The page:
libclang locking files for write/delete on windows

Hello,

I was requested in https://github.com/Valloric/ycmd/issues/61 to post about a file locking problem on windows. In that thread the suspicion was raised that libclang.dll locks header files for writing or delete.

I am writing a plugin that uses YCMD, which uses libclang to provide autocomplete and goto definition among other services.

To be completely honest, libclang and ycmd are a black box for me and I have no idea on their internals, how libclang.dll and YCMD interact or how to start debugging this.
In the above link you can find a .c and .h file that for me consistently lock the files on windows 7 64bit. Only very few header files of my projects get locked, and they all use a code construct as in the above provided .c and .h file. From my experimenting, the header file also seems to must be above a certain size for the lock to occur.

I’m hoping the above is sufficient to pin down the problem.
If more information is need I’m happy to help.

Greetings,

Ivan

So, I think the general problem is that Windows by default does not allow multiple applications to have a file open. The question is whether we could get libclang to read all the files into memory instead of keeping them open…

Wild guess, try this patch:

Index: tools/clang/lib/Lex/HeaderSearch.cpp

Yes and no. Everybody opening a file can specify a share mode, e.g.
"share for read", "share for write" or "exclusive access".

Depending on the share mode for other open handles to the same file,
the next open attempt will fail or succeed.

I don't know if LLVM/Clang or some other app on Ivan's system is
opening the files with exclusive access, but if it's Clang, maybe the
requested share mode could be lowered to read-only?

- Kim

To clarify a bit more when the .h file gets locked and unlocked:

I have 2 processes running:
- sublime text with my plugin
- ycmd with libclang.dll loaded

My sublime text only opens the dummy.c file, it doesn't open dummy.h. It
then tells the ycmd process to parse the dummy.c file.
As soon as that happens, the dummy.h file gets locked. It's either ycmd or
libclang locking it.
When I terminate the ycmd process by hand, the file immediately gets
unlocked, probably windows cleaning up the file handles.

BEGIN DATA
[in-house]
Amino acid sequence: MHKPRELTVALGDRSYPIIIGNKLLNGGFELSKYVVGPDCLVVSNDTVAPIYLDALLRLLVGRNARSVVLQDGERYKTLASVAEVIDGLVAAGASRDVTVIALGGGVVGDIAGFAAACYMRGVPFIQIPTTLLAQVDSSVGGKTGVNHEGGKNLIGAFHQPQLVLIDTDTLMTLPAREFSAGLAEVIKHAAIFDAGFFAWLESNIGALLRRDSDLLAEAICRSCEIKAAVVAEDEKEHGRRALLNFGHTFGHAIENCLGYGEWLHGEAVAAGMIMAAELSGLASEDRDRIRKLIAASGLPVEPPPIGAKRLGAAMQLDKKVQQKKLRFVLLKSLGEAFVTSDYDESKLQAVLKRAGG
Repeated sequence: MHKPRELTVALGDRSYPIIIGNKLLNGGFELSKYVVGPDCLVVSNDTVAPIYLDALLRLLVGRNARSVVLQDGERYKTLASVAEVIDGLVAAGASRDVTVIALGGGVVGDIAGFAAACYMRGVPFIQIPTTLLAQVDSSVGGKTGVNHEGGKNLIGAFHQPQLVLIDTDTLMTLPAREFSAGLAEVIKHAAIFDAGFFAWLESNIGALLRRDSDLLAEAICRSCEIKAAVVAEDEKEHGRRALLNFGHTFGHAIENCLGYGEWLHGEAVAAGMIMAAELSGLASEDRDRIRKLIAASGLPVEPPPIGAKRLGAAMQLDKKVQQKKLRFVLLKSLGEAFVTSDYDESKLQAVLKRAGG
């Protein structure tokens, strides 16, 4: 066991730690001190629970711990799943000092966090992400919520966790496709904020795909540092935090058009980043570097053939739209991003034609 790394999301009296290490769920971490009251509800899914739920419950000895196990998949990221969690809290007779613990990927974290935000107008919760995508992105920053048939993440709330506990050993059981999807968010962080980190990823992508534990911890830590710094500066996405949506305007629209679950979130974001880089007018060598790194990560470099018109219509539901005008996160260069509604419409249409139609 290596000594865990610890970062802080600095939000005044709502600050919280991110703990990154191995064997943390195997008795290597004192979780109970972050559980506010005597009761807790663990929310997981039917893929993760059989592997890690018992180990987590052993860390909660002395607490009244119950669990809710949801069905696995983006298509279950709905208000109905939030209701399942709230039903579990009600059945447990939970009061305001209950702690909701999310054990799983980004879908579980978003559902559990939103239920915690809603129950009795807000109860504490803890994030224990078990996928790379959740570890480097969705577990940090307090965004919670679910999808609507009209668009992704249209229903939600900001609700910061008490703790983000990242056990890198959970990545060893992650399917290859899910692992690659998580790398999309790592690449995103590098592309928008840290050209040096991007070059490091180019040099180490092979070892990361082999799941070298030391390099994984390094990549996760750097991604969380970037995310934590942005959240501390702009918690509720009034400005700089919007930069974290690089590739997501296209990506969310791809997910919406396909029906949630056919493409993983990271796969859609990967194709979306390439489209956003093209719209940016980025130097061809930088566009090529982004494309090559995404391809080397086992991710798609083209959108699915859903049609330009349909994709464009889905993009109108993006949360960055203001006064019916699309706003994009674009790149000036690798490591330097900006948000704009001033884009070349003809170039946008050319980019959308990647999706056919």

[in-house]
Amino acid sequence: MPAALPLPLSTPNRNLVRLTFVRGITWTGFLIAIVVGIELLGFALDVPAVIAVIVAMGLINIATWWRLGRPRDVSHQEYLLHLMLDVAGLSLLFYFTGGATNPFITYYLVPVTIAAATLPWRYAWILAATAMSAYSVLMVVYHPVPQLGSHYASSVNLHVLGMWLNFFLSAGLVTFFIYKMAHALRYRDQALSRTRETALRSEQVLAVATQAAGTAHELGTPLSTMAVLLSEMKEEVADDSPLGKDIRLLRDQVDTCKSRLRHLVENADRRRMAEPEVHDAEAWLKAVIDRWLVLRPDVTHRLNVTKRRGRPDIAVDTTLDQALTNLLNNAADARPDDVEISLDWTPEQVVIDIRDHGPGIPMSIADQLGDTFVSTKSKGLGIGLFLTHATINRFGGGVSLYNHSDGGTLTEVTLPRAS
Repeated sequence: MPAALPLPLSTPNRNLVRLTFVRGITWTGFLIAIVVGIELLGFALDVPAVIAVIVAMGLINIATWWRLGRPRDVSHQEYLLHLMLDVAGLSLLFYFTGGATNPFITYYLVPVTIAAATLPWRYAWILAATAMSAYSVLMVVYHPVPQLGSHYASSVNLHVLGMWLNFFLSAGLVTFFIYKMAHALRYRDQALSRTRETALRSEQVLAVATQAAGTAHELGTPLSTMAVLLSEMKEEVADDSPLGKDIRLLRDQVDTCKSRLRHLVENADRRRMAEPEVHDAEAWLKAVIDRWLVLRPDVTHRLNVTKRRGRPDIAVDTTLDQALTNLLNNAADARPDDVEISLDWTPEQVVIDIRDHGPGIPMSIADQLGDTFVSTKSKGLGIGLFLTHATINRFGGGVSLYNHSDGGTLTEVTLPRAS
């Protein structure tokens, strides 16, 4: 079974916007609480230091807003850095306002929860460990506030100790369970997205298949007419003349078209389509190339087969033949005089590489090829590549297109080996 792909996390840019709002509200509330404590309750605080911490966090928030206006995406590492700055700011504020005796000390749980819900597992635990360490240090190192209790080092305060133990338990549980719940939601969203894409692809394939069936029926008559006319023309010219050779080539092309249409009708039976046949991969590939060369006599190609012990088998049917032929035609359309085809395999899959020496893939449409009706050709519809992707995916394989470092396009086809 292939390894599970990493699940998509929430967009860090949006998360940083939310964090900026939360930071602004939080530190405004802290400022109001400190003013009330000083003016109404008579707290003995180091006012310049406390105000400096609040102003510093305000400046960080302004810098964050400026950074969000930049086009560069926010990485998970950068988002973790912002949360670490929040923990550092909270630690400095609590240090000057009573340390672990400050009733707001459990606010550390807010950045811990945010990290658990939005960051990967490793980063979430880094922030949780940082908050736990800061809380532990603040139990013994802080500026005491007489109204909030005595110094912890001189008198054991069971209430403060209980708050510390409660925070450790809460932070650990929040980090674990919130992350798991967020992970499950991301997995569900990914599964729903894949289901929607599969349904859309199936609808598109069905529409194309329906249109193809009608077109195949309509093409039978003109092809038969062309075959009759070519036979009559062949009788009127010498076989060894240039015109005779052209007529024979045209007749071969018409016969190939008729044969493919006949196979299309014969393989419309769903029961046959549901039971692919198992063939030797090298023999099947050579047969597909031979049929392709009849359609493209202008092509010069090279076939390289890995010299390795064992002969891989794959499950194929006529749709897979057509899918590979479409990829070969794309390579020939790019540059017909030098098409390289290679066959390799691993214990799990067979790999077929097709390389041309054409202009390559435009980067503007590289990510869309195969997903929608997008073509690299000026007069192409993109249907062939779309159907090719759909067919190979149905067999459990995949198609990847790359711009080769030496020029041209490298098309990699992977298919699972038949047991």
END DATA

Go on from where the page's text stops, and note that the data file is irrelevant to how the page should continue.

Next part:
We use this code to open files for reading on Windows:
http://llvm.org/viewvc/llvm-project/llvm/trunk/lib/Support/Windows/Path.inc?view=markup#l756

See the FILE_SHARE_READ | FILE_SHARE_WRITE flags. We could add FILE_SHARE_DELETE and see if that fixes your problem.

Note that locking files against writes or deletions while reading them is pretty common on Windows. MSVC, for example, does this to sources and headers during compilation.

Oh, and here's another one:
http://llvm.org/viewvc/llvm-project/llvm/trunk/lib/Support/Windows/Path.inc?view=markup#l554

It seems to require exclusive access if Mode == readonly, which seems
a little backwards.

This probably isn't used in this code path, though.

- Kim

I’ve experimented a bit with Sysinternals Process Monitor.
The issue seems definetly linked to file size. I took dummy.h and ran it through the monitor. (bad trace)
Then I took dummy.h, removed 90% of the lines from the bottom, and also ran it through the monitor. (good trace)

At some point the traces diverge:
The good trace calls the operations ReadFile, CloseFile and is done.
The bad trace calls CreateFileMapping (which seems to fail with “FILE LOCKED WITH ONLY READERS”), QueryStandardInformationFile, CreateFileMapping, Close File.

So even though the bad trace does seem to close the filehandles, the file remains locked for write or delete.

I’ve also recorded the stack traces of libclang where the two diverge.
badcall.csv: https://drive.google.com/file/d/0B8xFlIzMhHcpZGRpTG9CcDRNSk0/view?usp=sharing

goodcall.csv: https://drive.google.com/file/d/0B8xFlIzMhHcpaEt0UFEzRVJWUjg/view?usp=sharing

You can throw these in your favourite diff tool.

Around some function called llvm MemoryBuffer getOpenFile things start to go different.
I have no experience yet with llvm code base to pinpoint this.

I can also upload the Process Monitor log trace files (*.PML) if someone needs them to analyze.

Hi Ivan,

The issue seems definetly linked to file size. I took dummy.h and ran it through the monitor. (bad trace)
Then I took dummy.h, removed 90% of the lines from the bottom, and also ran it through the monitor. (good trace)
[...]
Around some function called llvm MemoryBuffer getOpenFile things start to go different.